Trying To Figure Out Everyone’s Obsession With Power…

Jason Heyward only hit 11 homers last year, which I think is a part of the reason he got traded. If Heyward produces at the exact same level he did last year though, with excellent defense, a touch of speed and hitting righties well, without an increase in home runs, I’d be happy. The only thing I’d like to see him do better isn’t hit more homers, but work on hitting lefties better as well as developing better plate discipline against them. EVeryone else though seems to be hoping that last year was an aberration and that his power will come back.

It seems to me that people have quickly forgotten that we just had a World Series where the home run leader on the NL team (Buster Posey) only had 22 homers and the leader on the AL team (Alex Gordon) only had 19.

Kansas City made it all the way to a game seven on pitching, speed, and defense, while the Giants clawed their way into the playoffs and then jumped on Madison Bumgarner‘s back and rode him to a World Series victory.

Yet it seems like if a hitting prospect has a high contact rate or good plate discipline but little power, he’s downgraded.

On the hitting side of our prospect list, we have Stephen Piscotty, who’s known more for getting on base than power. He’s well regarded within the organization and many people (including myself) are looking forward to seeing him in the big leagues, but I don’t sense as much buzz around him as a  power prospect would generate. In fact, many people I’ve observed on Twitter seem to be hoping he’ll develop more power as time goes along.

Now, I admit that I’m obsessed with OBP. I’ll take a guy who gets on base at a .400 clip but hits 5 to 15 homers a year over a guy who hits 40 homers  but gets on at a .300 to .330 clip.

But let’s say Wade Boggs, his prime, was a free agent. Boggs had a career .328 batting average with a .415 OBP for his career, but only had two years with more than 10 homers, averaging eight a year and ending up with 118 total over an 18 year career. Boggs didn’t have much speed either, stealing only 24 bases in his career. He did have a decent slugging percentage at .443 thanks to a high volume of doubles. (578 total, an average of 38 per year.) But he had five years where he didn’t slug over .400.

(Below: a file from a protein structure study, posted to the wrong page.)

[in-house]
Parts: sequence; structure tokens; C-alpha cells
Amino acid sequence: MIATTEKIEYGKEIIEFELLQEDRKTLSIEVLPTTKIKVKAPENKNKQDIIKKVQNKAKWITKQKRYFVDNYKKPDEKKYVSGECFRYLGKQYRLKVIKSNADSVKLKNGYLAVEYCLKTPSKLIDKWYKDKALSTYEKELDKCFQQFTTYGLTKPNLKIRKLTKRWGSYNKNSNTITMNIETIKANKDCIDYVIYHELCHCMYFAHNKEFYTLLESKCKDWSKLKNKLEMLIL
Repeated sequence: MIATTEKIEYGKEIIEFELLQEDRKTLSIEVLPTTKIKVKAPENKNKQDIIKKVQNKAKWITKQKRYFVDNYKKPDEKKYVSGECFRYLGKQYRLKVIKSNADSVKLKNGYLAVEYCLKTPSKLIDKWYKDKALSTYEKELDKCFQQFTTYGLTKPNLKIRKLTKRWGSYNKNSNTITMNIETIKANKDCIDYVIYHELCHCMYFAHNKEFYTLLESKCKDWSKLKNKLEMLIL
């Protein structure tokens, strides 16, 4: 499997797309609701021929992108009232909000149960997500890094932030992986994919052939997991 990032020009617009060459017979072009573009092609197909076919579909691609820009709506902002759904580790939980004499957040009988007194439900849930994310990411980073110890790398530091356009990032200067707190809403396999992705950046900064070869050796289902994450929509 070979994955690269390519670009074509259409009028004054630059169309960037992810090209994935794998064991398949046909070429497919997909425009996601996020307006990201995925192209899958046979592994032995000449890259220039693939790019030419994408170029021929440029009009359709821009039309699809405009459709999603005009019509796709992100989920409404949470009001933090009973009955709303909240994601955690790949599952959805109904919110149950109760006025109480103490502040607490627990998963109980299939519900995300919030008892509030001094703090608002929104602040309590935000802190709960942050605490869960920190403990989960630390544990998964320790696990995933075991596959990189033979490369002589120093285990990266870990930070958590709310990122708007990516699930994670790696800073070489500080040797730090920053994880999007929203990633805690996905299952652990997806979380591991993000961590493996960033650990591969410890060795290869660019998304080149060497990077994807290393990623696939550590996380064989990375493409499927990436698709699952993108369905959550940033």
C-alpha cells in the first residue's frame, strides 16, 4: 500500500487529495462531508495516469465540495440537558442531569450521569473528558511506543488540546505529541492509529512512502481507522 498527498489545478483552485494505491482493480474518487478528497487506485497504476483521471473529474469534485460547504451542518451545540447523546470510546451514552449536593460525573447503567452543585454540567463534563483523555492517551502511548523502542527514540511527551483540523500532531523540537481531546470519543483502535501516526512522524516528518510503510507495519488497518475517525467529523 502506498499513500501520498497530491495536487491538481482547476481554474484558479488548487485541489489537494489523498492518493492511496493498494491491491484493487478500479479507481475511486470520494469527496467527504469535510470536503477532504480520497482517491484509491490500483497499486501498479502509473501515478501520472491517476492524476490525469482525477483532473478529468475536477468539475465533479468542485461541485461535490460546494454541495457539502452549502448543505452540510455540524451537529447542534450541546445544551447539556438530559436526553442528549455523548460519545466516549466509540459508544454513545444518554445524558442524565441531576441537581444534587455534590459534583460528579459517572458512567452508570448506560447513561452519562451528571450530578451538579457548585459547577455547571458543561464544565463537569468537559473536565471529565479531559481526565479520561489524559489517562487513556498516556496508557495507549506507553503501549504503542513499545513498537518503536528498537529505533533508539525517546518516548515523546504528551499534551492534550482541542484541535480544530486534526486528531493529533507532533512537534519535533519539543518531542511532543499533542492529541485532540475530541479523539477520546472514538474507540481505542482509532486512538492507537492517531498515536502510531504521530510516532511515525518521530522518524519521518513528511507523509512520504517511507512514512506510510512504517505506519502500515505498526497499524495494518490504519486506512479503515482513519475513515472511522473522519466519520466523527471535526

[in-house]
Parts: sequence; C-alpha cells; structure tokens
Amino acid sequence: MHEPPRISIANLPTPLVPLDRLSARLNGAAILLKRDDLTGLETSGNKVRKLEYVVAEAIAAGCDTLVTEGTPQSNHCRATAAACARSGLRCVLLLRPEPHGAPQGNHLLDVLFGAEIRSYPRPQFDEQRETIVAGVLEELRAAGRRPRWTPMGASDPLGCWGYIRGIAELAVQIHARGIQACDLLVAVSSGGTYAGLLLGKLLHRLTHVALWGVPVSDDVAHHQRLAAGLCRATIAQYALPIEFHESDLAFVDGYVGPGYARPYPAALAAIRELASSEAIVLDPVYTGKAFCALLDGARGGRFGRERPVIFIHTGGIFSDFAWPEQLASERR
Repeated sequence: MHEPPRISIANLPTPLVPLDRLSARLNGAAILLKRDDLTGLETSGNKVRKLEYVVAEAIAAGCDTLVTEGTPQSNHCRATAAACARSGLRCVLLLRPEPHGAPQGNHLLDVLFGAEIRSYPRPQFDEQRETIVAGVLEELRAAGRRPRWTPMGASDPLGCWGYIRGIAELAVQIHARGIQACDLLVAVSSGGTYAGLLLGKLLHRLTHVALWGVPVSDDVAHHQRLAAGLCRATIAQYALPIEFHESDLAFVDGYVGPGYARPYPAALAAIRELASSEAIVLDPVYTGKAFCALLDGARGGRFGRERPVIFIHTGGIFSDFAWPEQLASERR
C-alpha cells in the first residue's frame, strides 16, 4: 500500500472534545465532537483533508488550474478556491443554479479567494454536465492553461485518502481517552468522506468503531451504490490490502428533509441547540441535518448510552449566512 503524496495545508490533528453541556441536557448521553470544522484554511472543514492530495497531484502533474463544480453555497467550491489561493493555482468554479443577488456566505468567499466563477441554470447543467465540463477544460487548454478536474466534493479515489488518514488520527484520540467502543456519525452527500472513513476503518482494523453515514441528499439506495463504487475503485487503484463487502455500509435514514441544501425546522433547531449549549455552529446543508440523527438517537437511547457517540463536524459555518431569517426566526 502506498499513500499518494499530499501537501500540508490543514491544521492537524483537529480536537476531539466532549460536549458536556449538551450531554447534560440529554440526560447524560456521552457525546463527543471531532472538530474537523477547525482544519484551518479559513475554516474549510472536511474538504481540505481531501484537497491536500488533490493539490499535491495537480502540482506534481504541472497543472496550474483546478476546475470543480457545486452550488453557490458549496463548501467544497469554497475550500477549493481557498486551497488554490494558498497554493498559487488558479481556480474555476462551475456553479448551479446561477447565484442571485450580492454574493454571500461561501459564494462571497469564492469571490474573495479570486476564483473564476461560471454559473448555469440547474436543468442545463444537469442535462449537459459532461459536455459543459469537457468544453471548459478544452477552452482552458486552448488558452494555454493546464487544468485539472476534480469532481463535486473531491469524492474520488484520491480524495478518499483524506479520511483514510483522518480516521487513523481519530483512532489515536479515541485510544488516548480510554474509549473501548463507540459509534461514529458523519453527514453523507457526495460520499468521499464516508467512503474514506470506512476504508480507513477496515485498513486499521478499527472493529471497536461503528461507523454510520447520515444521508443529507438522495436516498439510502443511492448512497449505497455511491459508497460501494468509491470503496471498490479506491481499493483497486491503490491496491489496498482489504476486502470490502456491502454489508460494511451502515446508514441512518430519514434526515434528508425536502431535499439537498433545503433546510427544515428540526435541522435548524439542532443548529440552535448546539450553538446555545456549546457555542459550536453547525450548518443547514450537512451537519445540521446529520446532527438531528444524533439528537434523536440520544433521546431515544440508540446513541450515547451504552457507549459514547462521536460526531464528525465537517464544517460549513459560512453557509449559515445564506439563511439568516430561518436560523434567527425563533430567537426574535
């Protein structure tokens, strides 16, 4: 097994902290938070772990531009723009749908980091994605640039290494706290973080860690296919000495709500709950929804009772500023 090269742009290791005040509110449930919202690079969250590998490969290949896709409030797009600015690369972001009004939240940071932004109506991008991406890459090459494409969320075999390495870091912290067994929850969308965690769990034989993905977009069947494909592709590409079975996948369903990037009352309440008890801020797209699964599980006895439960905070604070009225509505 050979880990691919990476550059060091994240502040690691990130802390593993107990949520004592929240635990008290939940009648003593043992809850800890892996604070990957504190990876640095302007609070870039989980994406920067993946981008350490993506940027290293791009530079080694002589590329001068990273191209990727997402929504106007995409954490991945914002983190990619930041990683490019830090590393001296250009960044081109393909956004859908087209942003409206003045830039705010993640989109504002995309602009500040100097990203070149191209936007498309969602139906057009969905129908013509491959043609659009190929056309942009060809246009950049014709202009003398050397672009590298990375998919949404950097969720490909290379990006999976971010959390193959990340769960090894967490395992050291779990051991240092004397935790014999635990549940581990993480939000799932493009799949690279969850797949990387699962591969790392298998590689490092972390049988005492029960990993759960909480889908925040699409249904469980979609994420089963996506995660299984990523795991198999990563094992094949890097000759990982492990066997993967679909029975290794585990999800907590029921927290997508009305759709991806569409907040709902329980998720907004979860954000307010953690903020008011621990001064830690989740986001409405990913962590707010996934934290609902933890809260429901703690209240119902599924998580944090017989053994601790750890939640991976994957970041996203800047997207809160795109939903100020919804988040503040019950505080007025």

Now let’s suppose that Andre Dawson was also a free agent in his prime. Dawson, had 13 years with over 20 homers, averaging 27 a year, ending up with 438 total. He also stole 314 stolen bases, averaging 19 a year. Dawon’s career batting average was .279 with a .323 OBP. He had a decent amount of doubles too, with 503, average of 31 a year. Thanks to those homers he had a .483 career slugging percentage, never having one below .409. Back to to that OBP though: He only had three years where his OBP was *higher* than Boggs worst OBP year, 1998, in which Boggs had a .348 OBP.

So while I know which one *I* would pay more, which do you think would get more money? I’m betting you’d say Dawson, because of his homers, consistently higher slugging percentage, and speed. His pwer and speed totals would dazzle you, yet in the end Boggs was the one with the higher WAR, and it isn’t even close despite the fact that Boggs played three fewer seasons (18 to Dawson’s 21). Boggs had 91.1 WAR, while Dawson had 64.5. Admittedly both are in the Hall of Fame, but still.

Food for thought.

As always, thanks for reading.

  • TheRealAaron

    I suspect the obsession with power isn’t because it’s objectively more valuable than OBP. It’s more that it’s rare. Particularly on the Cardinals roster, I can imagine Carpenter, Wong, Jay, Holliday, Heyward each having .375 OBP. I can’t see a single person hitting 30 home runs.

    It’s not bad for any individual player to be a low-power/high on-base guy, but to have a lack of power on the whole roster is a weak spot. With our offense, it takes three successful at bats to score a run (single, walk, single or some such). It would be nice to have a couple of guys who are threats to score a run with one at bat. Holliday, Peralta and Adams hit a decent number of home runs, but they may all three combine next season to hit what Giancarlo Stanton has by himself.

Next Post:

Previous Post:

 

Archives

Subscribe to The Conclave via Email

Enter your email address to subscribe to this blog and receive notifications of new posts by email.

Join 9,988 other subscribers